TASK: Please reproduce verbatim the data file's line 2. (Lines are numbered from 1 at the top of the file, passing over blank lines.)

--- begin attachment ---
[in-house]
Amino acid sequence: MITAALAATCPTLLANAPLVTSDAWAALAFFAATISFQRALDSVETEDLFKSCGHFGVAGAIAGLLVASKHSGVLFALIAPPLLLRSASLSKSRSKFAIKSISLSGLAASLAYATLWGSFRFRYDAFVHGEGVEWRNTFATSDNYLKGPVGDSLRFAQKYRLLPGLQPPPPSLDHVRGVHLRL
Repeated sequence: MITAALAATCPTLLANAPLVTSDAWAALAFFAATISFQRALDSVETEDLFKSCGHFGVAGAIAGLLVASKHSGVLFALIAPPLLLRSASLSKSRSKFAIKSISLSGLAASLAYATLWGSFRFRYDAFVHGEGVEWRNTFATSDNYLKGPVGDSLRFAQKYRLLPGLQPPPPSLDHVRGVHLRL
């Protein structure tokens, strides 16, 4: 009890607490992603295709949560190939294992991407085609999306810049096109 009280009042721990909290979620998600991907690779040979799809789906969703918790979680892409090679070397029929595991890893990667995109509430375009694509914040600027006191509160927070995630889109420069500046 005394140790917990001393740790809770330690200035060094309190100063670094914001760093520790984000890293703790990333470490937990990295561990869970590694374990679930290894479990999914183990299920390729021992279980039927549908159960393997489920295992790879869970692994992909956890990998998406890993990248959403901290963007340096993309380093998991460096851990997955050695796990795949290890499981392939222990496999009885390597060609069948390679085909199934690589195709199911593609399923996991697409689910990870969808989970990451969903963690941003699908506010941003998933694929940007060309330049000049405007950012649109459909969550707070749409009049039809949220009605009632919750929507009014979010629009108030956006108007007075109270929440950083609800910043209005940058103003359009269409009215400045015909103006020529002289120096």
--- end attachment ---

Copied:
Amino acid sequence: MITAALAATCPTLLANAPLVTSDAWAALAFFAATISFQRALDSVETEDLFKSCGHFGVAGAIAGLLVASKHSGVLFALIAPPLLLRSASLSKSRSKFAIKSISLSGLAASLAYATLWGSFRFRYDAFVHGEGVEWRNTFATSDNYLKGPVGDSLRFAQKYRLLPGLQPPPPSLDHVRGVHLRL